Ambush hunting is by far the most popular method because it involves setting up either a ground blind or a tree stand adjacent to a game trail or a waterhole and then waiting on the chosen game to appear. This type of hunting requires that a hunter is adept at finding and then recognizing, bedding areas, food sources, and water sources and the trails that connect them. This is required so that they can choose an appropriate ambush point. This method does not work with all game species since some game species do not have established bedding areas and food sources. Some hunters also lack the patience to sit quietly for hours on end hoping that their quarry will make an appearance.

Many hunters, therefore, prefer to employ the spot-and-stalk method which involves moving stealthily through the chosen game species’ preferred habitat while frequently stopping to scan said habitat in the hope of spotting their quarry before it spots them. Then, once the quarry is spotted, the hunter uses both terrain features and intervening foliage to hide his approach while he maneuvers into shooting range.

Also, there is another, but far less popular method of hunting called tracking. Tracking is mostly employed after the first snow fall. With tracking, the hunter wonders his chosen game species’ environment until he locates one or more sets of tracks, and then proceeds to follow those tracks until the animal is spotted. At that point, the hunter then reverts to the spot-and-stalk method.

Attracting Animals

Last, there is a fourth method of hunting that is most often combined with the ambush hunting method, but which also works with the spot-and-stalk method. This method involves the use of either food, curiosity, sexual attractants, rattling, and/or calling. With this method, a hunter chooses a favored food such as a salt block or corn; or a food block made from a combination of favored foods such as corn and molasses. There are also many different types of liquid and solid scent attractants. These are commonly divided into those that pique the animal’s curiosity, and those that trigger a sexual response to lure the chosen quarry to the hunter.

Furthermore, for those species that have antlers, both sheds and imitation antlers can be rattled together to attract the chosen game species during the appropriate time of year, while calls can serve the same purpose. In fact, the use of calls is quite common among hunters. Calls can be employed to lure a wide range of game species from various types of birds and squirrels to the various deer species, as well as both Wild Boar and Feral Hogs.

Habitat and Habits

Last, but not least, to be successful, a hunter must understand his chosen game species’ preferred habitat as well as their habits. For instance, squirrels are Diurnal (daytime) feeders which tend to prefer to inhabit hardwood forest. They are therefore best hunted using the spot-and-stalk method. Rabbits are Crepuscular feeders which prefer to inhabit stands of extremely thick cover during the daylight hours, and only come out to feed during the early morning and late evening hours. However, they can be hunted during the day time by slowly stalking the edge of their bedding areas and frequently stopping to cause them to spook and break cover.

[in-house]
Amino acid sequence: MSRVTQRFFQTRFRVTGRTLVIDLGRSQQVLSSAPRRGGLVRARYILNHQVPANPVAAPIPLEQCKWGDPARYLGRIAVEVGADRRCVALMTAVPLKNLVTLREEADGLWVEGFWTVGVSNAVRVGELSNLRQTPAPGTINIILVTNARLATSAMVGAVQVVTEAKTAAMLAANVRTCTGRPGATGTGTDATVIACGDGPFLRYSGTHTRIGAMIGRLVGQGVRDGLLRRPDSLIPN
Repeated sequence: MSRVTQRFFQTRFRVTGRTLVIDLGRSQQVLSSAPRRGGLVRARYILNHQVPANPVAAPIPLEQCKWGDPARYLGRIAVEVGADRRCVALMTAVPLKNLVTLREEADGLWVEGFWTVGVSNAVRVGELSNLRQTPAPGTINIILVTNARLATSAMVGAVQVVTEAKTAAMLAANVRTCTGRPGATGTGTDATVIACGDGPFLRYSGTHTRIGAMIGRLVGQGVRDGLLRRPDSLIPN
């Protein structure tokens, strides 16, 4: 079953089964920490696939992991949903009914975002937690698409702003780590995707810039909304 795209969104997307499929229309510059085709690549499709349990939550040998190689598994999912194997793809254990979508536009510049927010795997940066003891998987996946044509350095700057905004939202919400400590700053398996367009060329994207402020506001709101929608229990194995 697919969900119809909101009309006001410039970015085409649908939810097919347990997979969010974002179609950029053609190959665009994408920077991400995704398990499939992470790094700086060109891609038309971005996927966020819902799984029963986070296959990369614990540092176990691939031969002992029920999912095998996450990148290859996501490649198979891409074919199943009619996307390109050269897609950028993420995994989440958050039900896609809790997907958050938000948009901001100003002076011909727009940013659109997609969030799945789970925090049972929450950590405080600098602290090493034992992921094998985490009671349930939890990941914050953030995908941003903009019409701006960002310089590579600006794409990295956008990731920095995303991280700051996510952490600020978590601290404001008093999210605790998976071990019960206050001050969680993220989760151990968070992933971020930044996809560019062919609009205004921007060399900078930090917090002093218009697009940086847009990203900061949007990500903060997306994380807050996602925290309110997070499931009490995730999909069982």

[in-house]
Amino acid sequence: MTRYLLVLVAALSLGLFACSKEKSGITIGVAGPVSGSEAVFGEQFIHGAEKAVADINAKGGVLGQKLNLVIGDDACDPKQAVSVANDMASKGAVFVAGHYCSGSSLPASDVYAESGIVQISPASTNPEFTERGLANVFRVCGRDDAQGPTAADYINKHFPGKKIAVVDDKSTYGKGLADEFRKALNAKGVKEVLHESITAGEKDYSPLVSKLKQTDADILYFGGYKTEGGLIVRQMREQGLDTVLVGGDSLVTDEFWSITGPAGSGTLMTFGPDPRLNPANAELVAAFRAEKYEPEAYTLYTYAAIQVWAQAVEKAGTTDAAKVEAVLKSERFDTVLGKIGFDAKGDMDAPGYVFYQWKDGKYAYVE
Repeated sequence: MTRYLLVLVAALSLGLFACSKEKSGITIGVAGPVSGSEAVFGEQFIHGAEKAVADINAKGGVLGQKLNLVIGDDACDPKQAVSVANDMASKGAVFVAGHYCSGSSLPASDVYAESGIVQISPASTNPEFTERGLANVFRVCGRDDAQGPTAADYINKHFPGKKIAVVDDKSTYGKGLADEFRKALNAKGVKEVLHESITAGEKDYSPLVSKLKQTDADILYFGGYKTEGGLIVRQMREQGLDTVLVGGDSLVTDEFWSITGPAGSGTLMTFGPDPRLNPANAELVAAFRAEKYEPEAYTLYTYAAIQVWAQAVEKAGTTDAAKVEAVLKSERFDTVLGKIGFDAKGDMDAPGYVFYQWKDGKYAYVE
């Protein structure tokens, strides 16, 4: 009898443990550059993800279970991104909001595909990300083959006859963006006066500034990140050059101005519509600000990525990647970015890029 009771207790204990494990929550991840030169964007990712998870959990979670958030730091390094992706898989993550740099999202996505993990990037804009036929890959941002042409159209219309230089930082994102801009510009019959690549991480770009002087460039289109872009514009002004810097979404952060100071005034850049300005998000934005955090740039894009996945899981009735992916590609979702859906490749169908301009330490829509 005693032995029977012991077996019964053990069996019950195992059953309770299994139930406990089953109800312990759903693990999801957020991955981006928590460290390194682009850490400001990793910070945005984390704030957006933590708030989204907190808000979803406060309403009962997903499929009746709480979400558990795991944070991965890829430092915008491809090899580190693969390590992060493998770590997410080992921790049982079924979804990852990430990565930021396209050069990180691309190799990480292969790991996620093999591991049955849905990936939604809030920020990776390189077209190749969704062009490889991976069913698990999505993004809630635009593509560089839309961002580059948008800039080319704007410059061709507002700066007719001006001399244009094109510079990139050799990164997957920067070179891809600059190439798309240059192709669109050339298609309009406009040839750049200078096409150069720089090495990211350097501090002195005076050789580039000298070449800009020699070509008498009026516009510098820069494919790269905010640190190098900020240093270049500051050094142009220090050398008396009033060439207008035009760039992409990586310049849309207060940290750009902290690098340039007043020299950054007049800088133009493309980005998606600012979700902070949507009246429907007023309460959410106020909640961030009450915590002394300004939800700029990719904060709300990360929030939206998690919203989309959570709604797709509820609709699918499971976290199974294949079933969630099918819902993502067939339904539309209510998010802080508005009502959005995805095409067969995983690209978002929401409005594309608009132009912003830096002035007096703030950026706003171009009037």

Whitetail Deer and Wild Turkeys

Whitetail Deer, on the other hand, can be either Diurnal, Crepuscular, or Nocturnal feeders depending on hunting pressure. Most hunters, therefore, hunt them using the ambush method by first locating their bedding areas and their food sources, and then the trails that they use to travel back and forth between the two. The hunter then set up either a ground blind or a tree stand on one of those trails. However, Whitetail Deer can also be effectively hunted by using bait such as corn, a food attractant block, or a salt block. Both liquid and solid scent attractants, rattling antlers, and calls can also be used to hunt Whitetail Deer.

Wild Turkeys are also a popular Diurnal woodland game species. They are best hunted by using a predator call to locate them in their chosen roost before dawn. The ambush method, combined with one of the various types of turkey calls and turkey decoy to lure the animal to the hunter, can be used after they come down from their roost sometime after dawn.

Wild Boar, Deer and Goat species

Wild Boar, on the other hand, tend to inhabit a wide range of habitats, and thus, both ambush hunting and spot-and-stalk hunting are popular methods of hunting them. This can be done by locating their favored bedding areas as well as their favored food sources and then setting up on the trails in between the two just like Whitetail Deer. They can also be hunted by stealthily roaming their habitat until either a sounder or a lone boar is spotted and then using the intervening terrain and foliage to approach them to within shooting distance.

There are also the various deer and goat species such as Mule Deer, Elk and Caribou that have a distinct preference for mixed woodland and open terrain. Antelope have a distinct preference for open prairie, and thus, they are best hunted using the spot-and-stalk method. An exception to this is when hunting in semi-arid habitats where ambushing them at watering holes, livestock ponds, and cattle troughs is a popular method.

Consequently, the type of habitat that a game animal chooses to inhabit combined with the range at which they are commonly harvested as well as their physical size are the criteria that experienced hunters commonly use to determine the appropriate weapon, ammunition, and method for hunting them. Having the basic knowledge of the habitat and behavior of animals is useful when you learn how to hunt.

A basic introduction to learn how to hunt

So, as you can see, not only are there many different types of game animals that can be hunted. There are also several different types of weapons that can be used to hunt them, as well as several different hunting methods that can be employed. It should be clear that, during the process to learn how to hunt, you can profit by learning more about the weapons, ammunition, and animals.

However, please note that this article is by no means a comprehensive guide to hunting since a detailed description of how to hunt each game species would require a book rather than a single article. This article is instead meant only to introduce the concept of hunting to those who want to learn how to hunt and to provide a starting point for those who wish to become hunters.

About The Author

Bill Bernhardt is a professional editor and outdoor author who has written eight books (published on Amazon) and over 1,500 articles on various outdoor topics. He started camping at age three, hunting and fly fishing at age eight, and became fascinated with primitive skills at the same age. Bill is an expert on the subjects of firearms, reloading, hunting, fishing, archery, cutlery, wilderness survival, and herbal medicine. He also uses his hunting, fishing, and camping trips to practice his bushcraft.